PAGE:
Someone please explain why Thompson is going later in drafts than he was a year ago at this time. Before he broke out for 11.7 points and 9.4 rebounds a game last season, Thompson had an ADP of 139.6.
A much improved player now with a better looking right-handed shot, Thompson should once again be a double-double threat every night. Just 22, Thompson put up 12.1 points and 10.1 rebounds a game after the All-Star break last season.
4. Derrick Williams, Minnesota Timberwolves, ADP: 219
Williams has eligibility at both forward positions, and could be primed for a breakout year. The former No. 2 overall pick finished last season with 15.0 points and 6.3 rebounds a game after the All-Star break.
Per 36 minutes, Williams put together 17.5 points and 8.1 rebounds while increasing his field goal, three-point and free-throw percentages from his rookie year.
5. Jared Sullinger, Boston Celtics, ADP: 288
Sullinger is the leading scorer on his team this preseason, yet 287 players in the NBA are being drafted ahead of him.
Still rehabbing from six months off following back surgery, it's impressive to see the production Sullinger has put up in the preseason. 12.8 points and 6.5 rebounds in just 20.5 minutes is a great sign, and the Celtics don't have a whole lot of offensive options to go to.
1. Gordon Hayward, Utah Jazz, ADP: 93
Hayward put together a nice season last year with 14.1 points, 3.1 rebounds and 3.0 assists. He can play either wing position and sank 1.7 three-pointers a game in 2012-13.
Last year was nice, but this season should be even better for Hayward. The Jazz need their young players to pick up the scoring that Al Jefferson and Paul Millsap left behind in free agency. Look for Hayward's stats across the board to get a nice bump.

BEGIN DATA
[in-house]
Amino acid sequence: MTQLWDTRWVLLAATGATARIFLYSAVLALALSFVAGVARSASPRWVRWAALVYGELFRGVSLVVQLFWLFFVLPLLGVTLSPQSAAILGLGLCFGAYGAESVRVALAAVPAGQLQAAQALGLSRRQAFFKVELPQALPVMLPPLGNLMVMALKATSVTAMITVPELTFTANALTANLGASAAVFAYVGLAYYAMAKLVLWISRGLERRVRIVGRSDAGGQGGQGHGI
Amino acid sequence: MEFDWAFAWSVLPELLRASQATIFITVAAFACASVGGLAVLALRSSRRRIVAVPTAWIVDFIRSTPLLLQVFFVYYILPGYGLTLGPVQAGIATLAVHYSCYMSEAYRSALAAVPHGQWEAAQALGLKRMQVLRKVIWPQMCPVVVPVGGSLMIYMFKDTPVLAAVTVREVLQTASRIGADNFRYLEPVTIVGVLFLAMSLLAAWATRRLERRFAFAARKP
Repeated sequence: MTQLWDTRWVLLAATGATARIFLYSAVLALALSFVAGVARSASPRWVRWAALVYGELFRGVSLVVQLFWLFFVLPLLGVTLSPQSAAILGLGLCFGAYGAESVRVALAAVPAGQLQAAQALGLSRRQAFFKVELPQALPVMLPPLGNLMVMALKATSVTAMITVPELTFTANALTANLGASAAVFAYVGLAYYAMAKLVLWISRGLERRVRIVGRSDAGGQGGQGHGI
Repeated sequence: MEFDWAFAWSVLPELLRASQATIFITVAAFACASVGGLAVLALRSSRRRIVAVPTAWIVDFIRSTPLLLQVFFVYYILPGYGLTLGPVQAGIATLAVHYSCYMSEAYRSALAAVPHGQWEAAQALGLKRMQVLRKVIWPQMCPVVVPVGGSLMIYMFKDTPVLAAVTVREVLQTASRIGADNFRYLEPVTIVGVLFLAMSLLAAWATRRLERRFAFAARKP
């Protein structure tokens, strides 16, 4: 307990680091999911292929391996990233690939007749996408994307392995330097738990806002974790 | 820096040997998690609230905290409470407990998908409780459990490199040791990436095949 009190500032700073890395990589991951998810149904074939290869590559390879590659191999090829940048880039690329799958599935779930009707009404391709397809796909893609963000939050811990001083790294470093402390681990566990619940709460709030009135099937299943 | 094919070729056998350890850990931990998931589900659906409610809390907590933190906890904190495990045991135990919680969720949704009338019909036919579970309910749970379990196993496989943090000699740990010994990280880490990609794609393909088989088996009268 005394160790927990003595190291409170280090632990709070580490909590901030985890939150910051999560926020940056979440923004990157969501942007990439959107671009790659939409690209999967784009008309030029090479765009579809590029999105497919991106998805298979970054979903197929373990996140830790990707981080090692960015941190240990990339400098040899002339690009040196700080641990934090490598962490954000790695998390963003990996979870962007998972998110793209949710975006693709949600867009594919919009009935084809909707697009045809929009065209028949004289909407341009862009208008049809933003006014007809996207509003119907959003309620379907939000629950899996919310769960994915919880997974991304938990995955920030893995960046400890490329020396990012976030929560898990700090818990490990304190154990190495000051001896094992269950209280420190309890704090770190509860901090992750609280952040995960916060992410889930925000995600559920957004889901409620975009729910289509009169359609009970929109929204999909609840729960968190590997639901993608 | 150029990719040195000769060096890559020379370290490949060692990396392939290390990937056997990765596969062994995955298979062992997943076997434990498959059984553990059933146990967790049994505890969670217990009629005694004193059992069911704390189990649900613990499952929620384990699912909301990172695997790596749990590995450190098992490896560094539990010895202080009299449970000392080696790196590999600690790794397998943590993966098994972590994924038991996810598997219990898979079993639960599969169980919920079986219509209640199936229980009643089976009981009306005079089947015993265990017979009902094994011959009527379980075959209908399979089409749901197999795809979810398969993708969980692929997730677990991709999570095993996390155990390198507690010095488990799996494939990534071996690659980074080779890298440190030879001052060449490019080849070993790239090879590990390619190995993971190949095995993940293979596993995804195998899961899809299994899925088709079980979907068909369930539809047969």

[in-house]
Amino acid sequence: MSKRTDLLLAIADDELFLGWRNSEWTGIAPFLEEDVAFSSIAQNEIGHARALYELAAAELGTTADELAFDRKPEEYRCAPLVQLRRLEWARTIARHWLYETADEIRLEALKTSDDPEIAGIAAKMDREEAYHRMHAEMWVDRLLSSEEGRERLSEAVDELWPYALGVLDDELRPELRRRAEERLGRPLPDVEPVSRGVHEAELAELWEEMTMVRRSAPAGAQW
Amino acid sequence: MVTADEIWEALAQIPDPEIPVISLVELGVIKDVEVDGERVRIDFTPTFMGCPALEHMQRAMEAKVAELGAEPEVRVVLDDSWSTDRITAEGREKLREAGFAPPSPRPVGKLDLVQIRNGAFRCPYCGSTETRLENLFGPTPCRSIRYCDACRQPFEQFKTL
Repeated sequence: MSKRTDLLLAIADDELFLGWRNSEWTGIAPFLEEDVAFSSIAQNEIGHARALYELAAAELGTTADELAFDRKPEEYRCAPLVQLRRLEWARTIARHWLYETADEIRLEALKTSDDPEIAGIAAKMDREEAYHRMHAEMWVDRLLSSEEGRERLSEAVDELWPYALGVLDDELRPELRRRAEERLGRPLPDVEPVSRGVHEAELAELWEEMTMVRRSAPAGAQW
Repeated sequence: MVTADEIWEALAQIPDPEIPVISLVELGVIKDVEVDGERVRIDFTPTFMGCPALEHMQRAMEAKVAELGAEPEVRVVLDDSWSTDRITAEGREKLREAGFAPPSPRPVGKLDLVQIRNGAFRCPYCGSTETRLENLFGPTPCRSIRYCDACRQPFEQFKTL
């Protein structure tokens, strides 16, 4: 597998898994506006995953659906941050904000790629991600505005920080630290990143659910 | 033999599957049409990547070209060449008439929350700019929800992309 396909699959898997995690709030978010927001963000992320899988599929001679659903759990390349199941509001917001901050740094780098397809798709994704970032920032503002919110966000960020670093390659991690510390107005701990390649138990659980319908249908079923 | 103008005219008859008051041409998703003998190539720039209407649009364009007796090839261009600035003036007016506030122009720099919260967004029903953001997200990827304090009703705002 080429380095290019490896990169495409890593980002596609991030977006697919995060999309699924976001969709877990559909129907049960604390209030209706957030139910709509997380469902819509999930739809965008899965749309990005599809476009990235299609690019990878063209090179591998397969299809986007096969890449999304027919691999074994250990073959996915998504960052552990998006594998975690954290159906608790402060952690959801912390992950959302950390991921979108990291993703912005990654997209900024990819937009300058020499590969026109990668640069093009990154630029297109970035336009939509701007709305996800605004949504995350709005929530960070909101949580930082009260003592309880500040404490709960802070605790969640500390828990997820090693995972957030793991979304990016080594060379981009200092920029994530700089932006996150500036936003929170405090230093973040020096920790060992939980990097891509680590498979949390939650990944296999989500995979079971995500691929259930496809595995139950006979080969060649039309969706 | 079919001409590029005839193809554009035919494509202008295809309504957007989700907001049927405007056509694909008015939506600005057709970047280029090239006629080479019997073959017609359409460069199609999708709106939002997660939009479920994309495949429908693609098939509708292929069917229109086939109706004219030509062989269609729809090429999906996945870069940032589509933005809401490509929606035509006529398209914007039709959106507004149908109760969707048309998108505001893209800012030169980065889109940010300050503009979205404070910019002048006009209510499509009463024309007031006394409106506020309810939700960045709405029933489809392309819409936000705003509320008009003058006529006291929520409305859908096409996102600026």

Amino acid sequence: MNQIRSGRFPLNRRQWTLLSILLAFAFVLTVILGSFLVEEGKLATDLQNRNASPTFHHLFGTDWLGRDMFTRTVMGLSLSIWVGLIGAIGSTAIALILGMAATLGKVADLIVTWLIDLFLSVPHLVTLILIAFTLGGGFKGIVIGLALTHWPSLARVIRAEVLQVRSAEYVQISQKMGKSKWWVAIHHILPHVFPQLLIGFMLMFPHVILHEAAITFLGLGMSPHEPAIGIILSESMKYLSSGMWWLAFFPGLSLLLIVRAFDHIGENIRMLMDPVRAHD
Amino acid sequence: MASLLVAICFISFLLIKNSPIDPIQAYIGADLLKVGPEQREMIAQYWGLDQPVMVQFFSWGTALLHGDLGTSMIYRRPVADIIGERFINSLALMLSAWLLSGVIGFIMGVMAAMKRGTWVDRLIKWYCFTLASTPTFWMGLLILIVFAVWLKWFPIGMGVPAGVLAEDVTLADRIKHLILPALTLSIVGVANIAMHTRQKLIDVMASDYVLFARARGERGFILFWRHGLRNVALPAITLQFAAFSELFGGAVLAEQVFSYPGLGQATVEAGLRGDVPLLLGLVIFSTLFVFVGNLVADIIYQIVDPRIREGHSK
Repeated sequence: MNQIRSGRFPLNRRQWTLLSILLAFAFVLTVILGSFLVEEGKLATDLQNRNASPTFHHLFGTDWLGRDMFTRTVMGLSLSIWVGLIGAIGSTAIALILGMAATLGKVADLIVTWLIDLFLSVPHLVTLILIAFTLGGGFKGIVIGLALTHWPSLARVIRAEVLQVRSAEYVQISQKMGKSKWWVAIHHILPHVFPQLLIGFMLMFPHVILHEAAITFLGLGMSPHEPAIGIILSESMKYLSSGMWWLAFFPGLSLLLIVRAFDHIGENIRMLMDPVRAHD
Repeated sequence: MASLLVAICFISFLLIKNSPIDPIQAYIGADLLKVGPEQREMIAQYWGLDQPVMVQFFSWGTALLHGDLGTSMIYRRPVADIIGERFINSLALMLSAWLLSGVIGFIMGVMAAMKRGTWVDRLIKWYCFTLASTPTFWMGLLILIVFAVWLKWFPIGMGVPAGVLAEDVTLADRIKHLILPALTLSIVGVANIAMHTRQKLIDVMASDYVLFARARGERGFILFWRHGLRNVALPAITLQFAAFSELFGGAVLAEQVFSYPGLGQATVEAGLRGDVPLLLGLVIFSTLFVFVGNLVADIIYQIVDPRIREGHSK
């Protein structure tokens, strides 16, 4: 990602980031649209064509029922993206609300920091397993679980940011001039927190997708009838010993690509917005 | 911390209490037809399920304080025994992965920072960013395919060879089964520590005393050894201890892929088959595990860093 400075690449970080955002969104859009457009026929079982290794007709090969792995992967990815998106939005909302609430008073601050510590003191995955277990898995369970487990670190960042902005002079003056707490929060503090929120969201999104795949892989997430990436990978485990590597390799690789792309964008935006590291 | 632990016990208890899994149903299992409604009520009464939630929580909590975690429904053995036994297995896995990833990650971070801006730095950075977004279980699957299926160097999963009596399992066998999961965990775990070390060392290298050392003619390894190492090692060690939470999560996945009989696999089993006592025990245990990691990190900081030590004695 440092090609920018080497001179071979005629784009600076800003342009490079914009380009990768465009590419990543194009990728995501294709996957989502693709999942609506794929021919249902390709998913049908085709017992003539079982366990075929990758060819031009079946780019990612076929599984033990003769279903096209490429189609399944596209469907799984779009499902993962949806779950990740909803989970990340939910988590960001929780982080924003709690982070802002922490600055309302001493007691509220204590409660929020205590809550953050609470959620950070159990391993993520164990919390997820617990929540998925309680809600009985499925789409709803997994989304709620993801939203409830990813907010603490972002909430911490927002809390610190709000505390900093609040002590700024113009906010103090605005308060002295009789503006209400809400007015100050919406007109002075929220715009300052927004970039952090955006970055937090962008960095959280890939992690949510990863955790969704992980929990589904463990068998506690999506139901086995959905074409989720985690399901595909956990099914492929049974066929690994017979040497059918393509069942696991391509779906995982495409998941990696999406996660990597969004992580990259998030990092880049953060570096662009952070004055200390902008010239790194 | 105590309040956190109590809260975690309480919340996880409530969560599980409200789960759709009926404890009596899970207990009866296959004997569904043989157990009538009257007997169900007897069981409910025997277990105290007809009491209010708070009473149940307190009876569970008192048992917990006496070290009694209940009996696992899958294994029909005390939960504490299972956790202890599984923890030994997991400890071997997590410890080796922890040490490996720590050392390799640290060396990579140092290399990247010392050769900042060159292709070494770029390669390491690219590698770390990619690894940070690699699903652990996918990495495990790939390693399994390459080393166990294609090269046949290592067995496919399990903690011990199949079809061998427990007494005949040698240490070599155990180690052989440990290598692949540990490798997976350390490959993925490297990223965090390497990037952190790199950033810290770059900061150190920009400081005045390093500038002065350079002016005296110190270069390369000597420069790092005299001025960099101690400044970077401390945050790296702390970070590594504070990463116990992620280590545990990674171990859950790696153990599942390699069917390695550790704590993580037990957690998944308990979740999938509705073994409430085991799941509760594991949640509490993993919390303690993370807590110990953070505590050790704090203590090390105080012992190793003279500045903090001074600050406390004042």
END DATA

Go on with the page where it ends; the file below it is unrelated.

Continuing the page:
2. Evan Turner, Philadelphia 76ers, ADP: 101
The Sixers will be awful, but Turner should still put up solid numbers. With Jrue Holiday gone, look for Turner's scoring and assist numbers to go up as he plays more point-forward while the Sixers work in Michael Carter-Williams.
Take Turners' stat line from last year of 13.3 points, 6.3 rebounds and 3.3 assists, and add a slight increase overall.
3. Danny Granger, Indiana Pacers, ADP: 110
Granger's a gamble, but a risk well worth taking in the later rounds. Remember, he led the Pacers in scoring two seasons ago and was one of the NBA's best under-the-radar stars before injuring his knee last year.
Look back to 2011-2012 when he played a full season, and Granger was putting up 18.7 points, 5.0 rebounds and 2.0 three-pointers a game. Expect strong scoring and three-point shooting numbers again from Granger for 2013-14.
4. Maurice Harkless, Orlando Magic, ADP: 126
Don't you just love young players with upside on bad teams?
Harkless is the second of three Magic players to make this list based off the amount of playing time he should receive.
At Just 20 years of age, Harkless should build on the 13.4 points, 5.3 rebounds and 1.6 steals a game he put up after the All-Star break last season.
5. Jeremy Lamb, Oklahoma City Thunder, ADP: 405
Lamb has eligibility at both wing positions and should see an increased role with the Thunder in his second year.
The Thunder need a scorer off the bench to take the place of James Harden, and have been giving Lamb big minutes this preseason. Going off a very limited sample size from 2012-13, Lamb was scoring 17.4 points and connecting on 2.3 three-pointers per 36 minutes.
1. Danny Green, San Antonio Spurs, ADP: 97
If you need three-pointers late, Green is your guy. He showed off his sniper prowess in the NBA Finals last season, and will hopefully carry that over to this year.
The Spurs should look to lessen the minutes and scoring load put on veterans like Tim Duncan, Tony Parker and Manu Ginobili while increasing the output from players like Green and Kawhi Leonard.
Danny Green in 36 minutes a night means 13.7 points, 4.0 rebounds, 2.7 three-pointers and 84.8 percent shooting from the line.